Lord of the Flies contrasted polite British society with the Hobbesian state of nature and asked whether the two might not be so different; Battle Royale insists that the war of all against all was always already there — the scenario just formalizes the rules. But Takami makes clear that the everyday violence of family and school primed the kids for taking on roles as victims or victimizers.

Prepare to be equal parts disgusted and enthralled. Plenty of dystopian fiction makes memorable use of cities. Feed might have been the darkest dystopia I read as a child because the villain is amorphous and unbeatable — there is no single sinister overlord or town to escape. Anderson makes consumerism and vanity look unbearable and shallow, but also unavoidable. Here, though, one man survives, and so do all of the women.

How exactly does the world fall apart? What nations become powerful? What skills become rare? What resources become valuable? Like most dystopias, the series is also a product of its particular moment — some of its political gestures already feel a touch out of place. But it is still remarkable for how thoroughly it imagines its new world, and how well it executes its epic survival quest.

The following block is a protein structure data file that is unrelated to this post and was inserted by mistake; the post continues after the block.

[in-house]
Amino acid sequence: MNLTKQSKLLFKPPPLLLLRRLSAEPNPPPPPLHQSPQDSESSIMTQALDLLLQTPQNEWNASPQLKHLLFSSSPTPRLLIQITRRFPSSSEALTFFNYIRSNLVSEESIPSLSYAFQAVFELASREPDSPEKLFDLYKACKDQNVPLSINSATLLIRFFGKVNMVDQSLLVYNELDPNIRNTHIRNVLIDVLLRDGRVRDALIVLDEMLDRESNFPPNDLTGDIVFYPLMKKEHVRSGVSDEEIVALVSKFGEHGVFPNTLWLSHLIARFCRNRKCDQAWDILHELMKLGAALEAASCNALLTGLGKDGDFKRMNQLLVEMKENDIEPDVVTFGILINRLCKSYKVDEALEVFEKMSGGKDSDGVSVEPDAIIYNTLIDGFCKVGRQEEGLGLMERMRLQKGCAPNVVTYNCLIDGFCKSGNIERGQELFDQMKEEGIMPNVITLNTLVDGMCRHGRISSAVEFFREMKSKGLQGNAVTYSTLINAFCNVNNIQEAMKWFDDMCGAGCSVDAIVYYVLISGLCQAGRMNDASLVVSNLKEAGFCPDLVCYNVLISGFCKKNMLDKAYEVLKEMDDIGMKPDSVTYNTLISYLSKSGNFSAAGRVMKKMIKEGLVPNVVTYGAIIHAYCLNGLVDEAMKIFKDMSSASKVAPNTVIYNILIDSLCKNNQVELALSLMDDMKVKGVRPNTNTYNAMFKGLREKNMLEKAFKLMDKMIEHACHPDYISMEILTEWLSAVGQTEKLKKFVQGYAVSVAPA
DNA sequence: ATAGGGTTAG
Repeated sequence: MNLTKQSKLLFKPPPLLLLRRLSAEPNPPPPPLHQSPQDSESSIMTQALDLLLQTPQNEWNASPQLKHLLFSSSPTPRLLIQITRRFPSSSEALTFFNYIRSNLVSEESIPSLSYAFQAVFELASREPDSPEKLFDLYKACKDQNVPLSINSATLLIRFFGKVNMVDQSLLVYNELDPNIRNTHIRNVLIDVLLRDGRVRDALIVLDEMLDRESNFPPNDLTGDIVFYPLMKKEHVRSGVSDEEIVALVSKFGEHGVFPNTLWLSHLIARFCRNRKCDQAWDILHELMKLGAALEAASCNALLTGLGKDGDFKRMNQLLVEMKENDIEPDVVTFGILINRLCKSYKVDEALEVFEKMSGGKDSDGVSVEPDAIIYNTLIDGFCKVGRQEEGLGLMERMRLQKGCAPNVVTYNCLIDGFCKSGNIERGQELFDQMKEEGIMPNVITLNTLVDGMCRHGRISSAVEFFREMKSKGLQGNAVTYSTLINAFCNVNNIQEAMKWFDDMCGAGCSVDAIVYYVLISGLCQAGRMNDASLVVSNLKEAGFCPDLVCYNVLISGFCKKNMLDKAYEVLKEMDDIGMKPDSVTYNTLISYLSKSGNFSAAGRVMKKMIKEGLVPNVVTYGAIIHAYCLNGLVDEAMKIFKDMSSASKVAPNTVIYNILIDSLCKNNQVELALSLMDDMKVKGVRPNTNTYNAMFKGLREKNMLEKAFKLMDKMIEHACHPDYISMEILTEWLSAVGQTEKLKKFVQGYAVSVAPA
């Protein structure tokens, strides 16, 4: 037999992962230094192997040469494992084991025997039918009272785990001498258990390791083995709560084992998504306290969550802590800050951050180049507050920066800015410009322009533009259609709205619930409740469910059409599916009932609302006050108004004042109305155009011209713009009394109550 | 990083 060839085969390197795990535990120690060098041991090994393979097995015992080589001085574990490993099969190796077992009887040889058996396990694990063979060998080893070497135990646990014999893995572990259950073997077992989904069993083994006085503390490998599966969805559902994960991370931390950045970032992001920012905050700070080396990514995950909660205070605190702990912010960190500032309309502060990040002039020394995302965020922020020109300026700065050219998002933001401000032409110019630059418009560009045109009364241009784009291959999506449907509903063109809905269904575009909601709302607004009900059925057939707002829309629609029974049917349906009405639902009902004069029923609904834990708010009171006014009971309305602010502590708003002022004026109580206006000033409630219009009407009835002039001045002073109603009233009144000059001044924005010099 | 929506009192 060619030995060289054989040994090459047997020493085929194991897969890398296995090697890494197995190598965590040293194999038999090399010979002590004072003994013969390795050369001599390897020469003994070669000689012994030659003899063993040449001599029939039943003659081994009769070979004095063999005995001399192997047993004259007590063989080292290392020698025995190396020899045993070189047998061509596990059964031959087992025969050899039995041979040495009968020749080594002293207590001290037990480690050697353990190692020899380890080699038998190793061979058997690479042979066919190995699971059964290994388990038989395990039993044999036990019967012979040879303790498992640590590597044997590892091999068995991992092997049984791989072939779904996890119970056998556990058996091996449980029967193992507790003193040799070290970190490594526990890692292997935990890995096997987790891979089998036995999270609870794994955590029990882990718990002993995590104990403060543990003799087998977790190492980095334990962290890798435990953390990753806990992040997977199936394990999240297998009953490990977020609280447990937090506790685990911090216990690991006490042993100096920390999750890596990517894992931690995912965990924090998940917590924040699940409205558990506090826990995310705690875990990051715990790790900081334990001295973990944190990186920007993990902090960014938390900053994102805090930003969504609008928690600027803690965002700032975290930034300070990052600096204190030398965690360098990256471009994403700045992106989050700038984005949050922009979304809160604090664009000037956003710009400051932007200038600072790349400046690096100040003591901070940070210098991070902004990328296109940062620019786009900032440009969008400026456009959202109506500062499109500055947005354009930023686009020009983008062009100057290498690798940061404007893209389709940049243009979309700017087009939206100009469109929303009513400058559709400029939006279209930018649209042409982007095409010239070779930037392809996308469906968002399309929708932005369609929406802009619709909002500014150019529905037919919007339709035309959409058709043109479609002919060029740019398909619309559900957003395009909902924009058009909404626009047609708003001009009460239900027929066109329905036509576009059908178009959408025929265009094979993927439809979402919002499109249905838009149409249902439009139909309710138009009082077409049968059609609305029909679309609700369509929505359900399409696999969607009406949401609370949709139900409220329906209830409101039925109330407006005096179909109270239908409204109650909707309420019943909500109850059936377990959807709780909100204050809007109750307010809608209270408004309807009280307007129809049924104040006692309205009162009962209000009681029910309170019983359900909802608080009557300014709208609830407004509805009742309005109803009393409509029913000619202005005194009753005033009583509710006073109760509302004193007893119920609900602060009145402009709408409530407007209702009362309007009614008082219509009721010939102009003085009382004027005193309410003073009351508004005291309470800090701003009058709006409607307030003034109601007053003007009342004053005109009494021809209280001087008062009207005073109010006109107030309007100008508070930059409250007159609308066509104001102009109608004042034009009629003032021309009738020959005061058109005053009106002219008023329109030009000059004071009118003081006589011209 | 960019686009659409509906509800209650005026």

In it, a group of youngsters befriend one another and their idealistic ambitions get the better of them, leading to extremely well-intentioned destruction that makes this both a dystopia and a great postapocalyptic tale. Why this collection of short stories flew so low under the radar is a mystery. Derby is one of the masters of surrealist dystopia, weaving together big ideas and raw emotions to create a tapestry of depression and alienation that spans decades.

Despite the fact that the stories are framed as being the tales of humans long lost to time, retold by a monkish order in the distant future, each tale stands on its own as a document of fallen-world—building. Women are forced to harvest so many eggs that their hips crack, food crises lead to everyone eating just meat, children start mysteriously floating, warriors fight with sound guns … the level of imagination is staggering, but the book remains grounded in the dismal fact of human adaptation or is it resignation?